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It’s been a little over a week with no Downton Abbey. No yearning looks exchanged between Lady Mary and Matthew. No evil plotting over a smoking break by Thomas and O’Brien. And no withering quips from the Dowager Countess. How have you survived?
To help fans cope – at least until the series returns to PBS in early 2013 – here’s a quick digest of recent Downton-related developments:
The household is expanding.
There’ll be newbies at the dining table downstairs at Downton Abbey in Season 3. Matt Milne, who starred in War Horse, will join the series to play a footman named Alfred. Also newly cast are young actresses Cara Theobald as Ivy, a kitchen maid, and Lucille Sharp as Miss Reid, a lady’s maid.
No Downton at the megaplex.
Hugh Bonneville, who plays Lord Crawley, shot down speculation that a Downton Abbey movie might be in the works. “Everyone thinks we’re making a film because our writer [Julian Fellowes] spoke to some producers at the Golden Globes,” he told the Daily Star. “But that is what happens at film awards – it doesn’t mean we’re doing a film. I understand why people think we should though – the cast is incredible.”
Janet McTeer wants to pull a Maggie Smith.
At the Independent Spirit Awards in Los Angeles over the past weekend, the Oscar-nominated star of Albert Nobbs told the Washington Post that she adores Downtown Abbey and that, “When they do the remake, in however many years time, I want to play [the] Maggie Smith [part].”
Julian Fellowes gets that sinking feeling.
ABC has announced air dates for Titanic, a new, four-hour mini-series by Fellowes, the creator of Downton Abbey. Telling the stories of both real and fictional characters aboard the doomed ocean liner, the British series will air across two weekend nights, April 14 and 15, dates that coincide with the 100th anniversary of the disaster. Brits Linus Roache (Law & Order), Geraldine Somerville (she played Harry Potter’s mom) and Perdita Weeks (Mary Boleyn on The Tudors) star.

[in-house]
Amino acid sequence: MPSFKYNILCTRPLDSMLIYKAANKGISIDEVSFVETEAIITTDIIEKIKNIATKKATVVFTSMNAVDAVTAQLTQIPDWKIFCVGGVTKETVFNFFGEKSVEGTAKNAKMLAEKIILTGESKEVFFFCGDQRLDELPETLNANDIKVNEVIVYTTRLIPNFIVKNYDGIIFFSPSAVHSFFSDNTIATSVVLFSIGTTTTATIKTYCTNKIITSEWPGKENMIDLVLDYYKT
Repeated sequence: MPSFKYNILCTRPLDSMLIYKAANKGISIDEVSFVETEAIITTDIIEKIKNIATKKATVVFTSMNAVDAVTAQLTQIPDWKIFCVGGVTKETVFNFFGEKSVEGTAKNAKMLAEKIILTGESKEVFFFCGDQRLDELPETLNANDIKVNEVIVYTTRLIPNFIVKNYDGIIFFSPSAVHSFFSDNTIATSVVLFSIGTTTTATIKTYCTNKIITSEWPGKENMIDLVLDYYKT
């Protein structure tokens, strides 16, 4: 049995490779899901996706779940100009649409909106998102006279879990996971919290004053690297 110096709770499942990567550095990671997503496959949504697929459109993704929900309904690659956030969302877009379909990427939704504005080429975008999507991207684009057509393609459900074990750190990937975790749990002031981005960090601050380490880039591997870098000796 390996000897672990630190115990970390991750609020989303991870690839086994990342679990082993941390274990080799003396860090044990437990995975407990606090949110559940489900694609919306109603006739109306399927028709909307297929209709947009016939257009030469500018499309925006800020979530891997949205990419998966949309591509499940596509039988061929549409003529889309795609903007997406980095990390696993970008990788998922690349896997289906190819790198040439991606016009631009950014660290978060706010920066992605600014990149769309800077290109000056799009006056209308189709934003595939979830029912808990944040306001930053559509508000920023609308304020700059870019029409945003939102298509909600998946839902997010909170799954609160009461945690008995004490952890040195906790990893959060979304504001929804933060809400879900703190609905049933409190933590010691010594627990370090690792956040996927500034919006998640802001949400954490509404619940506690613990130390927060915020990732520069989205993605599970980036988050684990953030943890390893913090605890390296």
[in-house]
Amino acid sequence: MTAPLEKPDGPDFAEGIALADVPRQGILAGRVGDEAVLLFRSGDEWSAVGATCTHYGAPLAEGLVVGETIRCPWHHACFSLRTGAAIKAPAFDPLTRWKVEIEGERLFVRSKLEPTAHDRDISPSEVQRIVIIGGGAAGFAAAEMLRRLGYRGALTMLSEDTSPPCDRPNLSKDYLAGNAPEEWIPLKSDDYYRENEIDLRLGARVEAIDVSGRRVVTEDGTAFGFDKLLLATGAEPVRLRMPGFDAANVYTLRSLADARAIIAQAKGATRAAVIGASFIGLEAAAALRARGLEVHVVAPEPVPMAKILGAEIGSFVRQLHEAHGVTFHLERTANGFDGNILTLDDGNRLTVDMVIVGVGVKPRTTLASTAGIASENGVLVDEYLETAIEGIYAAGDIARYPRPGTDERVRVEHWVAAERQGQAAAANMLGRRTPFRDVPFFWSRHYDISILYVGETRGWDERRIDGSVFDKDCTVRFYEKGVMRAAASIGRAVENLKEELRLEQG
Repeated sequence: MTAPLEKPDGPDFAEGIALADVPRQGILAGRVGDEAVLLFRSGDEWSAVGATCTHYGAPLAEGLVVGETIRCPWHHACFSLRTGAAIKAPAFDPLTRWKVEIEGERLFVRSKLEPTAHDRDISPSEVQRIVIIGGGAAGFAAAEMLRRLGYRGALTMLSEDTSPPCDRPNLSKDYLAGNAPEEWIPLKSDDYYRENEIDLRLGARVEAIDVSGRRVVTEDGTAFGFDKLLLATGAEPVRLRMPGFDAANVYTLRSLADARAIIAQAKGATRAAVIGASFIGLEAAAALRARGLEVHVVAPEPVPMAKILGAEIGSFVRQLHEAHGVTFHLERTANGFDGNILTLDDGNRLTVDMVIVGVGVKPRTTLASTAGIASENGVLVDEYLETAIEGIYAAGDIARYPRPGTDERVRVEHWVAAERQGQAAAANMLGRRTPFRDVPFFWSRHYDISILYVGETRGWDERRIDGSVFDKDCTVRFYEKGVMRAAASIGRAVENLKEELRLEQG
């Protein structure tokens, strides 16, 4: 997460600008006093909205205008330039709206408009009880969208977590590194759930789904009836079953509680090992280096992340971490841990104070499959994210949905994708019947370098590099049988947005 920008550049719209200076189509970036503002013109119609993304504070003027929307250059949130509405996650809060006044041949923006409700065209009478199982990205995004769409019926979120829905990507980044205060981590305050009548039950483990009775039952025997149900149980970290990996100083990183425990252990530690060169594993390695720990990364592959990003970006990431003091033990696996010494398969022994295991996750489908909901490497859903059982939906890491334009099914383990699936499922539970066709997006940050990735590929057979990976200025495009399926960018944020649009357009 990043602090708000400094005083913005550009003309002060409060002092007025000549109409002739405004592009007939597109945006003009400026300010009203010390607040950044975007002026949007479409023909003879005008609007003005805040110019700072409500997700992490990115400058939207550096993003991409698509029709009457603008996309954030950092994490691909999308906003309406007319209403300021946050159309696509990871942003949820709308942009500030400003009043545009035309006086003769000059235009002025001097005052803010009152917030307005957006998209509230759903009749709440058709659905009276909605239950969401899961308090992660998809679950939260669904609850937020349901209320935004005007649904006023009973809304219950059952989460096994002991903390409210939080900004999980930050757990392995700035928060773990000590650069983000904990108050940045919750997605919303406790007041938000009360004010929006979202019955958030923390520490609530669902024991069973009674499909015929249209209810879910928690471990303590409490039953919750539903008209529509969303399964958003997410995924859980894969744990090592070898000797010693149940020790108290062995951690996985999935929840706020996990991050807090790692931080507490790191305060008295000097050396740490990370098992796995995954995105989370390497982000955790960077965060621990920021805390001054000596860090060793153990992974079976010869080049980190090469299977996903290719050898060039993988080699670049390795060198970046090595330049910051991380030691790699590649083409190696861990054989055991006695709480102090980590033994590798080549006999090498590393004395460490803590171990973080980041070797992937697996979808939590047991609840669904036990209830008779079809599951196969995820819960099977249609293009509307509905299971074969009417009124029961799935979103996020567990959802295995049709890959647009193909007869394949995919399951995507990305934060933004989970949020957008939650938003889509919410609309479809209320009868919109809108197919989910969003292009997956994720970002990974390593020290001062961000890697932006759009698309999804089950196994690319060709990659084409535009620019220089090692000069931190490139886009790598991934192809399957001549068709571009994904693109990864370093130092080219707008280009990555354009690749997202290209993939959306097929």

An Emmy is an Emmy is an Emmy.
After its surprise win of an Emmy award last year as best mini-series for Season One, Downton Abbey is switching categories. The Academy of Television Arts & Sciences, which sponsors the awards, ruled that henceforth Downtown will compete in the dramatic series category since it is an ongoing show. Rebecca Eaton, the executive producer of PBS’ Masterpiece, said she can live with the change in competitive categories, telling Variety: “We understand the Academy’s decision. There are great shows in the drama series category, and it will be exciting to have Downton Abbey in competition with them.” (The change also affects BBC America’s Luther, which also will be slotted into the dramatic series category.)
Are you missing Downton Abbey?